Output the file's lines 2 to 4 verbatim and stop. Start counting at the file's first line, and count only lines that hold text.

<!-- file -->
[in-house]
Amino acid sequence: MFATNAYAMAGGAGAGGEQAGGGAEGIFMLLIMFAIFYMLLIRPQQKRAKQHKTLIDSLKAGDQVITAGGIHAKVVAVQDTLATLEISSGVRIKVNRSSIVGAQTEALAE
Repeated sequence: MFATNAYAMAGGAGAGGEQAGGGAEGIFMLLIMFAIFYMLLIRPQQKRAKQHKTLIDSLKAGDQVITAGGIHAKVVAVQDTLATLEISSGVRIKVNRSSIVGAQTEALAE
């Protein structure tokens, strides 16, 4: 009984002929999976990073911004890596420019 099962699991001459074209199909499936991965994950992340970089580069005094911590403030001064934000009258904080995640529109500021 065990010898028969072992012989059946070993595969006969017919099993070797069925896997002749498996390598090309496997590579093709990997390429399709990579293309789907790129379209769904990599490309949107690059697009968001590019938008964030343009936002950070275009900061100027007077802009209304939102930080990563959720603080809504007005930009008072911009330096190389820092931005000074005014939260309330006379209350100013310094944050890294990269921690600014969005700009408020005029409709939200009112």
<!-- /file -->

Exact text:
Amino acid sequence: MFATNAYAMAGGAGAGGEQAGGGAEGIFMLLIMFAIFYMLLIRPQQKRAKQHKTLIDSLKAGDQVITAGGIHAKVVAVQDTLATLEISSGVRIKVNRSSIVGAQTEALAE
Repeated sequence: MFATNAYAMAGGAGAGGEQAGGGAEGIFMLLIMFAIFYMLLIRPQQKRAKQHKTLIDSLKAGDQVITAGGIHAKVVAVQDTLATLEISSGVRIKVNRSSIVGAQTEALAE
């Protein structure tokens, strides 16, 4: 009984002929999976990073911004890596420019 099962699991001459074209199909499936991965994950992340970089580069005094911590403030001064934000009258904080995640529109500021 065990010898028969072992012989059946070993595969006969017919099993070797069925896997002749498996390598090309496997590579093709990997390429399709990579293309789907790129379209769904990599490309949107690059697009968001590019938008964030343009936002950070275009900061100027007077802009209304939102930080990563959720603080809504007005930009008072911009330096190389820092931005000074005014939260309330006379209350100013310094944050890294990269921690600014969005700009408020005029409709939200009112």